# Explaining the Soccer Pythagorean, in English this time

In the wake of recent conversations with people on and off this site, I realize that I really need to give a better explanation of the soccer Pythagorean formula than I have done previously.  So in the following lines I hope to give a clear explanation that's understandable to everyone and 95% math free.  (The 5% will still be understandable to everyone, even journalists!)  If there's still confusion, please let me know — whether it's via the comments, email, or my Twitter account (@socmetrics).

In its most fundamental sense, the Pythagorean formula claims to be able to estimate the number of games a team will win if we know the average number of points, goals, or runs that teams scores or allows per game.  We do this by assuming that the scoring offense and defense are distributed in the same way for every team in the league.  If that assumption holds up — and from baseball's experience it holds up pretty well — than all we need to know are the average scoring offense/defense of a team in order to determine its win percentage.  (We then multiply by the number of games to get the estimated number of wins.)

For soccer, all of the above applies except some additional wrinkles: we must account for draws and for the unique characteristics of domestic leagues around the world.  I've looked at a number of domestic leagues in Europe, Asia, and North America, and it's really neat to see that the distribution of scoring offense and defense in these domestic leagues don't change very much.  When I mean that the distribution doesn't change very much, I mean that its shape stays about the same.  That shape is represented by the Pythagorean exponent.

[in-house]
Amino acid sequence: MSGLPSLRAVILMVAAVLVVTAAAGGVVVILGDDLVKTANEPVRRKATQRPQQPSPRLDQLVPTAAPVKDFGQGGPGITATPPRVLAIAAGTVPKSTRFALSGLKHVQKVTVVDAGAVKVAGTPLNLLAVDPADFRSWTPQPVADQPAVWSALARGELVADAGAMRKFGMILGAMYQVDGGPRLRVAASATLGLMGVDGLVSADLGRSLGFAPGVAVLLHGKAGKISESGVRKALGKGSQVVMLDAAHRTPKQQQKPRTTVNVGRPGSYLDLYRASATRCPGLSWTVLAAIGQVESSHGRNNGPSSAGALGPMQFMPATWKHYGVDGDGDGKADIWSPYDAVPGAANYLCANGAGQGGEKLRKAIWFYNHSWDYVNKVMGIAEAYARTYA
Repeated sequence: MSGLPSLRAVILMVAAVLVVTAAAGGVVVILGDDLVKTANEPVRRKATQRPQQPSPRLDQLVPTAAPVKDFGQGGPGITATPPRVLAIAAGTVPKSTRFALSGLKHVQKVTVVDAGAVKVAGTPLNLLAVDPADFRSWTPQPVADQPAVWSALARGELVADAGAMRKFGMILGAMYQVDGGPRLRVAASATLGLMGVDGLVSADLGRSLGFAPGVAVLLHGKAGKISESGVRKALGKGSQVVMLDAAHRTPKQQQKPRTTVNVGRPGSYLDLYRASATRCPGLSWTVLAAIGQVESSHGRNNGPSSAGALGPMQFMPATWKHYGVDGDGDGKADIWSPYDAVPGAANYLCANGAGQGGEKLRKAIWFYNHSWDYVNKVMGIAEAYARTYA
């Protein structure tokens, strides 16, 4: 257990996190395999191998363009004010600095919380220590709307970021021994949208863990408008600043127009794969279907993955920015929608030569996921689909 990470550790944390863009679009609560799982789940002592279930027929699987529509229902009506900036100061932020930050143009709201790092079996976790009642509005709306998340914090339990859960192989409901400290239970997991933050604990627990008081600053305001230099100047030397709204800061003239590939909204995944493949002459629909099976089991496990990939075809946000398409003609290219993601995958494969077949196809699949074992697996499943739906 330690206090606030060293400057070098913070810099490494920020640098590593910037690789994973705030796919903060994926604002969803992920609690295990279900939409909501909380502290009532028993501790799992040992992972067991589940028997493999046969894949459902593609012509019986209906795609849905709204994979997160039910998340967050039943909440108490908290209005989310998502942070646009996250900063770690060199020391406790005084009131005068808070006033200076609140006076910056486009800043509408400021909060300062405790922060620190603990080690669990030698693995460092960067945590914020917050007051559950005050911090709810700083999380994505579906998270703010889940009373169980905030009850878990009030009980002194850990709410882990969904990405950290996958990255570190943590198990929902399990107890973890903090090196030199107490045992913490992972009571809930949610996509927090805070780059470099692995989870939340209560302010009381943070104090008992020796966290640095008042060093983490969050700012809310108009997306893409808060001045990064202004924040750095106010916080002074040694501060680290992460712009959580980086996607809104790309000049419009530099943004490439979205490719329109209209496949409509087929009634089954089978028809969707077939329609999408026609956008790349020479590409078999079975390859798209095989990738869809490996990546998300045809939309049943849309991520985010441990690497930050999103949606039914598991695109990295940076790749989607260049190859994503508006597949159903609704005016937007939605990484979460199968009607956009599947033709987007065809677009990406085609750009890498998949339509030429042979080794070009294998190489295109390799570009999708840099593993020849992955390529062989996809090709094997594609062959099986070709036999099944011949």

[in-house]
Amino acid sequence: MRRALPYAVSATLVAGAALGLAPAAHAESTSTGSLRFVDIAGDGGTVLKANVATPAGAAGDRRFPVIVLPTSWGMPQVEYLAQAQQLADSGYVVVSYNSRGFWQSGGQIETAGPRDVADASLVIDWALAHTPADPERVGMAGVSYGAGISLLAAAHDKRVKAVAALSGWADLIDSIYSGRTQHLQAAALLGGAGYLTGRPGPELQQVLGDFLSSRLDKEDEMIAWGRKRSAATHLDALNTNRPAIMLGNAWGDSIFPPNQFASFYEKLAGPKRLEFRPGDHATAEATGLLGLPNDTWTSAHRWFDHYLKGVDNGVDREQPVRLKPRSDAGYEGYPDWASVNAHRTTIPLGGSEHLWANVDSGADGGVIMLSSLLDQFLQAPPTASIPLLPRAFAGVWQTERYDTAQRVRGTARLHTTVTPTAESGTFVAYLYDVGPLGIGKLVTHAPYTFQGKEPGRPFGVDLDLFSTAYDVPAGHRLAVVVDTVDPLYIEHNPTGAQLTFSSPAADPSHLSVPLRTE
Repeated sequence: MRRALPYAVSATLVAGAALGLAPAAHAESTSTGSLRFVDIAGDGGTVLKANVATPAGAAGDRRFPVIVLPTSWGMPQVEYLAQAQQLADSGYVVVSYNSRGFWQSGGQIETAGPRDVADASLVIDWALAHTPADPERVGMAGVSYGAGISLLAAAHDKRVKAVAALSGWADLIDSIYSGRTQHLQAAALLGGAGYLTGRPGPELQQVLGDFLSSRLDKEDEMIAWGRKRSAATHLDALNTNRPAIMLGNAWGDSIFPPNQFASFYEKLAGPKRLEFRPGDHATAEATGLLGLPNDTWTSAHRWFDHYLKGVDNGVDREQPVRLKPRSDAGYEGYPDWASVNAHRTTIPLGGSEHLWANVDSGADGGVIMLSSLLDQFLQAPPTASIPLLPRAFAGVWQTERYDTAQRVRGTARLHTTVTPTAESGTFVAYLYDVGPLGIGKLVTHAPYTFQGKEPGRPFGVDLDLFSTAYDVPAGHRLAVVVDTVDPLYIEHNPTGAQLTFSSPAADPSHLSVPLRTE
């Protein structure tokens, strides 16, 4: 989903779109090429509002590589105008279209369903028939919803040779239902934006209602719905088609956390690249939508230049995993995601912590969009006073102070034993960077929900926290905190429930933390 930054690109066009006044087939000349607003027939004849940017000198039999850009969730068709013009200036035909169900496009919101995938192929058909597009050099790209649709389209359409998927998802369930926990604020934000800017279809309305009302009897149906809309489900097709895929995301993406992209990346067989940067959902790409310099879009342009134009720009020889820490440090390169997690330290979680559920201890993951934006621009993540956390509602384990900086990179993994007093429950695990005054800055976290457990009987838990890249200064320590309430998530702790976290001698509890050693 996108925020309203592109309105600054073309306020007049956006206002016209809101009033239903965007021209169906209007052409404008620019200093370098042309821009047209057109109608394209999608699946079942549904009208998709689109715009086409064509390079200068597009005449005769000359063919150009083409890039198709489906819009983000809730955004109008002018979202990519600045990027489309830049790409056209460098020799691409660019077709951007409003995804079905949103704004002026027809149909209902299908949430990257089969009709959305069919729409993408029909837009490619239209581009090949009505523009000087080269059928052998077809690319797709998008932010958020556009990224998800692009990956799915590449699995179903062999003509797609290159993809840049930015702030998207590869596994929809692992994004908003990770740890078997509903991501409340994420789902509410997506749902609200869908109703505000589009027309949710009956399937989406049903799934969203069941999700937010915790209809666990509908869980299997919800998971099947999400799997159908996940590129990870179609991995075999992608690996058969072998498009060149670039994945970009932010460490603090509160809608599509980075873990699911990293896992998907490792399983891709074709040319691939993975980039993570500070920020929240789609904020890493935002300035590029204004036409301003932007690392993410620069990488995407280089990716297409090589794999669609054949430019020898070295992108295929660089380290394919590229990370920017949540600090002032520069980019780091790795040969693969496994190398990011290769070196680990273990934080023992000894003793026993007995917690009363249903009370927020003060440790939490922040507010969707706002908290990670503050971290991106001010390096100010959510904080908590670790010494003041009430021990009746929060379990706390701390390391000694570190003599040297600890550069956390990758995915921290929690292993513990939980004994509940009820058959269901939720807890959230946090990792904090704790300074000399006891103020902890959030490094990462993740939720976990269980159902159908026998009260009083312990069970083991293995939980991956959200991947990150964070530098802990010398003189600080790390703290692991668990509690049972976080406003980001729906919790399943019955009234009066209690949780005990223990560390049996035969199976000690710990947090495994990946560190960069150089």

To account for win and draw percentage, we have to assume that we can score a decimal number of goals.  Of course we can't score 2.35 goals any more than we can have 2.35 children, but this assumption is useful for calculating percentages.  (We also assume we can score -0.5 goal, which is impossible, but useful in making the mathematics easier.)  We define a drawn match as one in which the goals scored by team X and team Y are less than half a goal apart.  If the difference is greater than half a goal, then that result is defined as a win for either team.  So we compute the win percentage by answering the following question:  If team X has scored c goals in a match, what is the probability that team X has allowed half a goal less than that?  We compute the draw percentage by answering this question: If team X has scored c goals, what is the probability that it has allowed up to half a goal more or less?  If you consider situations where team X has scored anywhere from 0 to as many goals as you wish, and then sum up all those individual probabilities, you get the total win and draw probabilities for that team.  You can use those probabilities to estimate the number of points won per game and then the total number of points at any point of the season.

So in conclusion, if we assume that the offensive and defensive scoring in a league are distributed the same way, and we know the number of matches played and the number of goals scored and allowed by a team, we can use the soccer Pythagorean formula to estimate its win percentage, its draw percentage, and the total number of points won.  What is really neat about this formula is that it gets quite close to actual totals in most cases.